Brand

Gould D. Molineaux diaries
1861-1866

MSS 314
approximately 5 linear inches



Creator:

Molineaux, Gouldsmith D., 1835?-1883

Language:

English

Access:

There are no restrictions on the use of this collection

Access points:

Molineaux, Gouldsmith D., 1835?-1883
United States--History--Civil War, 1861-1865
United States--History--Civil War, 1861-1865--Personal narratives.
Mobile (Ala.)--History--Civil War, 1861-1865.
Soldiers--United States--Diaries.
United States. Army--Military life.
United States. Army. Illinois Infantry Regiment, 8th (1861-1866)

Finding aid prepared by:

Allison James, 2007

Repository:

Augustana College Special Collections
Thomas Tredway Library
639 38th Street
Rock Island, Illinois 61201
309-794-7643
specialcollections@augustana.edu




Acquisition Information
Historical Note
Scope and Content
Box List
Related Collections



ACQUISITION INFORMATION

Retired Lutheran pastor whose wife had cared for Esther Molineaux donated the diaries to Special Collections librarian Judy Belan in 1993.

 

HISTORICAL NOTE

Gould D. Molineaux (1835?-1883) was a clerk and bookkeeper by trade and served as a corporal (later sergeant as of January 1864) in Company E of the 8th Illinois volunteer infantry. He fought the duration of the Civil War from early June 1861 to to the war's conclusion and his entries continue through May 16, 1866. There are conflicting sources in regard to Molineaux's age when he begins his diaries. A Peoria census taken in 1860, one year prior to first diary entry, suggests that he was 24 at the time of his first entry. Molineaux himself claims to be 27 in an entry on his birthday, February 22nd, 1862, leaving a one-year discrepancy in comparison with the census. However, Rebecca Blackwell Drake's small introductory biography on Molineaux claims he was 22 when he enlisted in the Union Army.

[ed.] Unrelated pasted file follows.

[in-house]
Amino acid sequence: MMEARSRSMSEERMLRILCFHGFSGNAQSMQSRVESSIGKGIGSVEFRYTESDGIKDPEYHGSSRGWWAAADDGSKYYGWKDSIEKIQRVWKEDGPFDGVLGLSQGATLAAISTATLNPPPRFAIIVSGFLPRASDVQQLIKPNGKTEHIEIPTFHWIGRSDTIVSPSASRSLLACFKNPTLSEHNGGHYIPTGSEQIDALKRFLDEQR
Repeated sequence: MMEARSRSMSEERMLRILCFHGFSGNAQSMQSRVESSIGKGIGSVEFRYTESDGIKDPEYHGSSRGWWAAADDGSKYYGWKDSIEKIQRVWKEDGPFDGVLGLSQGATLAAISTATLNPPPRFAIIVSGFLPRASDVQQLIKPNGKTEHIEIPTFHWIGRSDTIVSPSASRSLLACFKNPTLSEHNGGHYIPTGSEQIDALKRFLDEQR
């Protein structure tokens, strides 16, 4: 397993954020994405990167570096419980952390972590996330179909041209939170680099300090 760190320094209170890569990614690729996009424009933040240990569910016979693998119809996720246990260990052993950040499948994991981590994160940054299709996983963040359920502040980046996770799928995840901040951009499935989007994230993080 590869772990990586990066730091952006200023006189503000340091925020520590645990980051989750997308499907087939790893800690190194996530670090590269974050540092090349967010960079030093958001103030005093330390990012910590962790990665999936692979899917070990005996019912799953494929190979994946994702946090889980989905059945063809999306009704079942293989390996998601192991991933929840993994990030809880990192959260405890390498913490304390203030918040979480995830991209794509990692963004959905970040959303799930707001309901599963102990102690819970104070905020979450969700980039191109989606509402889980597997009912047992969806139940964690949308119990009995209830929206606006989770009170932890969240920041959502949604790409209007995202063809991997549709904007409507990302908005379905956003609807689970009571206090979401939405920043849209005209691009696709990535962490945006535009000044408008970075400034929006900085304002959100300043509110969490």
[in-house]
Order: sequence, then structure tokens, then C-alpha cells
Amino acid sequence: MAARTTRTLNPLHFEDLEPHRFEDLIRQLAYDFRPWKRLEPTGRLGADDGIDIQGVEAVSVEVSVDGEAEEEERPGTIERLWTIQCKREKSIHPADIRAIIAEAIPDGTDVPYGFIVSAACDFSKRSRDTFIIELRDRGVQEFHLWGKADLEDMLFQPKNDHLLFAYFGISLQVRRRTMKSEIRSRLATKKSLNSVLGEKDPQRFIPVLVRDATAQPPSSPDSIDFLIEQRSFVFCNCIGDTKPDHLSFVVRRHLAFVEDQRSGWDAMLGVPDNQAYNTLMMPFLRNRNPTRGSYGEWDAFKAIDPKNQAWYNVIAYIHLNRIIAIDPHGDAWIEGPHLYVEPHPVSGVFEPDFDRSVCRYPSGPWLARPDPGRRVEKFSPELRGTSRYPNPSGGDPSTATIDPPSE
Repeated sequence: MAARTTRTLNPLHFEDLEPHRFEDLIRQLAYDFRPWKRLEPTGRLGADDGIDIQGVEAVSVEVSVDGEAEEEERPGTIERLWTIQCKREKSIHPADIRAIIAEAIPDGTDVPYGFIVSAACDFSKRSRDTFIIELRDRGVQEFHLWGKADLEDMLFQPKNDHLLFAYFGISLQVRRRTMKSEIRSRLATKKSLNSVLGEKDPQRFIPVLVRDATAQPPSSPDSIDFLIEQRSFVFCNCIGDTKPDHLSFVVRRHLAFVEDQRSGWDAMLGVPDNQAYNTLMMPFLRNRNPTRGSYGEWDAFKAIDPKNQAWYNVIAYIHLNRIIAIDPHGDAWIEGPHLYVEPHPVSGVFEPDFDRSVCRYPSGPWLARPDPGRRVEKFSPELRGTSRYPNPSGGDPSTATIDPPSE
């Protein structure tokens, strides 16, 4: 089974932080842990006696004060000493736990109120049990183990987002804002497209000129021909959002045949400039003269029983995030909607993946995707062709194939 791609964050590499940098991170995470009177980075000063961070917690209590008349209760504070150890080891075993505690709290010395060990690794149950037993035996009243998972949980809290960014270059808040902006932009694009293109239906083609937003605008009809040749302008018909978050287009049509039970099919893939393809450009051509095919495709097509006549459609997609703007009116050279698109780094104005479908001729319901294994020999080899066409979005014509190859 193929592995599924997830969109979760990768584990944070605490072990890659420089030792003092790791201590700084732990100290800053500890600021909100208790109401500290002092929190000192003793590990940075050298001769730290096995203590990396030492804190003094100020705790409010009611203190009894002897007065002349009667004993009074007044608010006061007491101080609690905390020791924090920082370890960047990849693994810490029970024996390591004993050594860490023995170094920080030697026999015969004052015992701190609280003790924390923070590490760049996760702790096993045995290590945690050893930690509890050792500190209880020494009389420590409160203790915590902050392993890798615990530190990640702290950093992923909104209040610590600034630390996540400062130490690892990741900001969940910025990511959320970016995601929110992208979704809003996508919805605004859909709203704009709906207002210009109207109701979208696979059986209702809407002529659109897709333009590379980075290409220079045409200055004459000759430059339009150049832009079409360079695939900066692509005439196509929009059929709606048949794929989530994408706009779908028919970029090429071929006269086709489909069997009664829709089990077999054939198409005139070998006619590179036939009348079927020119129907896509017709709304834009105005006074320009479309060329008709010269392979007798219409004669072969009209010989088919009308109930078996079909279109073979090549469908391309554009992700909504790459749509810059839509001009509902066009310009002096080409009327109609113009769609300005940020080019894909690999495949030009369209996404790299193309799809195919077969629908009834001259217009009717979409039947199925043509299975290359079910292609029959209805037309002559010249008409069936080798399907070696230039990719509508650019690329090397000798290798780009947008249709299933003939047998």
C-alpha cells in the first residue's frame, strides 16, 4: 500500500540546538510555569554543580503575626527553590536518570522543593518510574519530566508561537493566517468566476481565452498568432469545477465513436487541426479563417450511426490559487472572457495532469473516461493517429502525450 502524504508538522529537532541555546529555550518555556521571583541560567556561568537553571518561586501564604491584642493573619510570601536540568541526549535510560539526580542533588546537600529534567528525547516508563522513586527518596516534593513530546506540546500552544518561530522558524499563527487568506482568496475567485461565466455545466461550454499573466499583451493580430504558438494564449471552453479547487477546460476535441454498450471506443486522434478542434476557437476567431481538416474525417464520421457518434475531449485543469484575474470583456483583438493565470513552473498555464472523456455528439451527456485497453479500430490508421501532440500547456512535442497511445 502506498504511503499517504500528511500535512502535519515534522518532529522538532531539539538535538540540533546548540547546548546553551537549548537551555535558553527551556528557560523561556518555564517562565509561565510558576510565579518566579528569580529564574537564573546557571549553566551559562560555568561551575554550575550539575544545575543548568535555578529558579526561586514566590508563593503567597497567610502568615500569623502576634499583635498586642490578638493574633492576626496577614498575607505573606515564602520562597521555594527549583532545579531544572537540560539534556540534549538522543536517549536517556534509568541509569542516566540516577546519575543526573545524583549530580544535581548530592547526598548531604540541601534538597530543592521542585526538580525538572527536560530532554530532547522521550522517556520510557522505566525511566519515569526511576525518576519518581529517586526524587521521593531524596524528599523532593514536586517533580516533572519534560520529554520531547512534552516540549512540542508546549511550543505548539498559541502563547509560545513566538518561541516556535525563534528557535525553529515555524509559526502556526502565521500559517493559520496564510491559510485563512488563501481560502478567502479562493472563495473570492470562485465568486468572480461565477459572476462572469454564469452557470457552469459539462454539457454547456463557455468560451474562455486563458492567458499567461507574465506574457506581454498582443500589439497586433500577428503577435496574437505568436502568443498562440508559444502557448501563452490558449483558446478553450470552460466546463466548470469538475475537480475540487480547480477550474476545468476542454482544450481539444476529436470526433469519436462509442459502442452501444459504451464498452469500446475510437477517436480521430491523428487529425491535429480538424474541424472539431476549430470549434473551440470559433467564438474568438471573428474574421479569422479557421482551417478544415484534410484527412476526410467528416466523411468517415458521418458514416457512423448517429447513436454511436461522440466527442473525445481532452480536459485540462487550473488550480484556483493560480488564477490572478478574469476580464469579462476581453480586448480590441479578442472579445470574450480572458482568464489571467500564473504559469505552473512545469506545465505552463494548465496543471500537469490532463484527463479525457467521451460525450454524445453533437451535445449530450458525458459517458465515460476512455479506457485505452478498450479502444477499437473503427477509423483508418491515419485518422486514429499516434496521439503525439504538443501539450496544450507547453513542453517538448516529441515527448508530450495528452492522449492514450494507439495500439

Throughout the diaries, Molineaux revels himself to be an avid letter-writer and mentions sending and receiving letters from loved ones in his hometown Peoria, Illinois including his his mother, Eveline Keyon; stepfather, Lewis Keyon; sister Phoebe ("Phebe") and her husband George F. Laubach (sometimes referred to as "G.F.L."). Molineaux was married to Esther S. Molineaux (1837-1930), though she is never mentioned in the diaries and was presumably wed to him after their conclusion. Although never injured in the war, Molineaux suffered from various illnesses throughout his life. Notably, on October 25th, 1861, he was offered a 20 day furlough back to Peoria in the interest of his health. Later, on June 4th, 1863, he was struck with dysentery and sent to a division hospital, then later moved to Webster Hospital in Memphis. He received another furlough for 30 days following his hospital discharge in early August. The journal continues in May of the following year.